Content and language integrated learning

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Content and language integrated learning (CLIL)[1][2] is a term created in 1994 by David Marsh and Anne Maljers as a methodology similar to but distinct from language immersion and content-based instruction. It's an approach for learning content through an additional language (foreign or second), thus teaching both the subject and the language. The idea of its proponents was to create an "umbrella term" which encompasses different forms of using language as the medium of instruction.[3]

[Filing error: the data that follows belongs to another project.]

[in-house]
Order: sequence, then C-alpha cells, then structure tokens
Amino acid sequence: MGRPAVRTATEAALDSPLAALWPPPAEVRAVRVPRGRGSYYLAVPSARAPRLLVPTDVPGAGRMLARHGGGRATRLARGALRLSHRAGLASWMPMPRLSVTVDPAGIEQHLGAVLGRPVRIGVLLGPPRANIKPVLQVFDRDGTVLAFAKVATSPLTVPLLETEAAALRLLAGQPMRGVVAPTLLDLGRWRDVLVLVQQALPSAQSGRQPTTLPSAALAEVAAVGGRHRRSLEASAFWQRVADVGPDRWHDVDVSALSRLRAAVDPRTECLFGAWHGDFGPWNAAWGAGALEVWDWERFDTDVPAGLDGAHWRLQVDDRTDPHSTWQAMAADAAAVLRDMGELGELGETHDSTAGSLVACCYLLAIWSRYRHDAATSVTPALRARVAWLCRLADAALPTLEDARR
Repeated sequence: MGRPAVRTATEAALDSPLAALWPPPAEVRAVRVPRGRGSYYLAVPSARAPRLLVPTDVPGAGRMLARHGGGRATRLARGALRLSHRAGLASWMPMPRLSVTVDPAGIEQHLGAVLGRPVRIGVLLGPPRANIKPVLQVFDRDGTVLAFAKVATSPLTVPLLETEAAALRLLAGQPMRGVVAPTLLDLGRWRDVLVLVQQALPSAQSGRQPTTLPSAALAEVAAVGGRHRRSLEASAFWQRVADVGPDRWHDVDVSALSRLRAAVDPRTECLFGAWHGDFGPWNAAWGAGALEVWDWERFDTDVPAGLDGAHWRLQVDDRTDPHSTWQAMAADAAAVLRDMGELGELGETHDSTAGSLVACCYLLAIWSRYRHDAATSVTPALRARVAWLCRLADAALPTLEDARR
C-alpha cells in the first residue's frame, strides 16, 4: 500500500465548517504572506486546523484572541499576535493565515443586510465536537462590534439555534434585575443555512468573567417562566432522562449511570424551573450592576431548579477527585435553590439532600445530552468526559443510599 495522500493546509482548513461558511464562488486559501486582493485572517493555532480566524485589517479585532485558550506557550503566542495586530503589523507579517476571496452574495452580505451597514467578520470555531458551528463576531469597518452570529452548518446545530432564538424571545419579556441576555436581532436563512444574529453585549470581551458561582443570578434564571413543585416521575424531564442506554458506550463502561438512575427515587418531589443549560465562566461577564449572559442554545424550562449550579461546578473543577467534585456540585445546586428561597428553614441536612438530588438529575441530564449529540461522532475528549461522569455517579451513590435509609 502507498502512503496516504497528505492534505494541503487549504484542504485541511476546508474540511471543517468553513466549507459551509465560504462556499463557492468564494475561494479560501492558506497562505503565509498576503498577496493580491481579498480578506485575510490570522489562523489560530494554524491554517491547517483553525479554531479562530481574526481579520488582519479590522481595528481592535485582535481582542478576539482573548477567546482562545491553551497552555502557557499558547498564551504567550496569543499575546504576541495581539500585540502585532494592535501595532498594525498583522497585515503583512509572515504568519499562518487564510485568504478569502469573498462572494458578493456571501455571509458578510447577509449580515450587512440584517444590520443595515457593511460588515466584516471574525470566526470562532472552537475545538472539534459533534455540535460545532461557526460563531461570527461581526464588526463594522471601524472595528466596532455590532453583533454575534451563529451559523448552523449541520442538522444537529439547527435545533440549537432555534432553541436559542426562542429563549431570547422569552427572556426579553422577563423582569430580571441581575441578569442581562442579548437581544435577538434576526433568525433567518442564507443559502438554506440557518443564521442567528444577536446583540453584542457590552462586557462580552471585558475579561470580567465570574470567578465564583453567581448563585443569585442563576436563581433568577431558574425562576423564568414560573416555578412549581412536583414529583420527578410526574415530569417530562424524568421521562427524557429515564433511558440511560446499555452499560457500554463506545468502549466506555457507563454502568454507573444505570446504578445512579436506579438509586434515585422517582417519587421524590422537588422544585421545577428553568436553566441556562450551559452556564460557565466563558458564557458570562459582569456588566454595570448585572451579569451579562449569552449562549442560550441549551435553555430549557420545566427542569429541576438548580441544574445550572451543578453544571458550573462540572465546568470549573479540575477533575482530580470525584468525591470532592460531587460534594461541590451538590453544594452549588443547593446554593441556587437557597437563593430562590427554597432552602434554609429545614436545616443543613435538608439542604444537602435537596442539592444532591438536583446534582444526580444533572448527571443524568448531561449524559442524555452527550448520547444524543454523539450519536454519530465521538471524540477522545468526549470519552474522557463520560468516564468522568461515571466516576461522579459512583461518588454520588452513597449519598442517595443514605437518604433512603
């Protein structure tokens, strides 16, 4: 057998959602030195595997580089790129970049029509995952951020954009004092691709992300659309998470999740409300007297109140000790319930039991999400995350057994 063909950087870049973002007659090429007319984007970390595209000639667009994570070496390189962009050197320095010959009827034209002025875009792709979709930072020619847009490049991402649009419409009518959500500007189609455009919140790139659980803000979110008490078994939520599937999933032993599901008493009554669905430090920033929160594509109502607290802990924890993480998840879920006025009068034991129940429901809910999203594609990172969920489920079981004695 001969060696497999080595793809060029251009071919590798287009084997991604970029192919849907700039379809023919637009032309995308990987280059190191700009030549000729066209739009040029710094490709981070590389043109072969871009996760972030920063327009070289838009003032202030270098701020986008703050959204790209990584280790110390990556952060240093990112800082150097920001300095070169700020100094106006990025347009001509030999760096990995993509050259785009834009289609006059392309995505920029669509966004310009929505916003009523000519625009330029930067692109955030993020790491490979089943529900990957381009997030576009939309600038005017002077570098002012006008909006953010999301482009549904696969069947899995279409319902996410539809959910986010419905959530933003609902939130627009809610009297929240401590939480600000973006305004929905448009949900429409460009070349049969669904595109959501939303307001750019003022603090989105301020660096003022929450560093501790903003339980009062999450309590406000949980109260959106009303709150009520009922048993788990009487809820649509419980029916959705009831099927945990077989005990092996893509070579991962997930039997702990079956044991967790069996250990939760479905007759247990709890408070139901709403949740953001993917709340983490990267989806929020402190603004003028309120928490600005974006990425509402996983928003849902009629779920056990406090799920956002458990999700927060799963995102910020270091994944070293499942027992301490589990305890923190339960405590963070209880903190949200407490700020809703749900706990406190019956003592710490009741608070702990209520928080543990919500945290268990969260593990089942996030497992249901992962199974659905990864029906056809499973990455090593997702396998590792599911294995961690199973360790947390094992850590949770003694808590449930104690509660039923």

CLIL is fundamentally based on methodological principles established by research on "language immersion". This kind of approach has been identified as very important by the European Commission [4] because: "It can provide effective opportunities for pupils to use their new language skills now, rather than learn them now for use later. It opens doors on languages for a broader range of learners, nurturing self-confidence in young learners and those who have not responded well to formal language instruction in general education. It provides exposure to the language without requiring extra time in the curriculum, which can be of particular interest in vocational settings." The European Commission has therefore decided to promote the training of teachers to "..enhancing the language competences in general, in order to promote the teaching of non-linguistic subjects in foreign languages".[5][6]

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